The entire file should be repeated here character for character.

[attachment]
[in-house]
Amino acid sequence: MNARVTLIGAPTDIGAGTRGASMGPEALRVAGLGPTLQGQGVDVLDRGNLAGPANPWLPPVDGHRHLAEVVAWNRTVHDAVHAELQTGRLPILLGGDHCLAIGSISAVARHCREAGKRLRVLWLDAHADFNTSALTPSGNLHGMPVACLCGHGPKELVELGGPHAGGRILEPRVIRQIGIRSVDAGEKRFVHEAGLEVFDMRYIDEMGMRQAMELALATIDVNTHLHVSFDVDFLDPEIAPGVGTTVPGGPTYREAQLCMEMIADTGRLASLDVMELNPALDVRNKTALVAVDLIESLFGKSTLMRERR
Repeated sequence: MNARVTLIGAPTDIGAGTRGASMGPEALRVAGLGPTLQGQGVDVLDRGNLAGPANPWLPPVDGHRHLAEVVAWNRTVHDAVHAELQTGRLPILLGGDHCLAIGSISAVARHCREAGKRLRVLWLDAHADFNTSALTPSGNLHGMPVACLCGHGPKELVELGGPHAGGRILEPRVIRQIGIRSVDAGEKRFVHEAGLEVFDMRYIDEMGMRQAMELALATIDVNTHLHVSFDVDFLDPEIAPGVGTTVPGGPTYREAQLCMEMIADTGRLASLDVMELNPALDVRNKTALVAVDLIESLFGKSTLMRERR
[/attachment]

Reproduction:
[in-house]
Amino acid sequence: MNARVTLIGAPTDIGAGTRGASMGPEALRVAGLGPTLQGQGVDVLDRGNLAGPANPWLPPVDGHRHLAEVVAWNRTVHDAVHAELQTGRLPILLGGDHCLAIGSISAVARHCREAGKRLRVLWLDAHADFNTSALTPSGNLHGMPVACLCGHGPKELVELGGPHAGGRILEPRVIRQIGIRSVDAGEKRFVHEAGLEVFDMRYIDEMGMRQAMELALATIDVNTHLHVSFDVDFLDPEIAPGVGTTVPGGPTYREAQLCMEMIADTGRLASLDVMELNPALDVRNKTALVAVDLIESLFGKSTLMRERR
Repeated sequence: MNARVTLIGAPTDIGAGTRGASMGPEALRVAGLGPTLQGQGVDVLDRGNLAGPANPWLPPVDGHRHLAEVVAWNRTVHDAVHAELQTGRLPILLGGDHCLAIGSISAVARHCREAGKRLRVLWLDAHADFNTSALTPSGNLHGMPVACLCGHGPKELVELGGPHAGGRILEPRVIRQIGIRSVDAGEKRFVHEAGLEVFDMRYIDEMGMRQAMELALATIDVNTHLHVSFDVDFLDPEIAPGVGTTVPGGPTYREAQLCMEMIADTGRLASLDVMELNPALDVRNKTALVAVDLIESLFGKSTLMRERR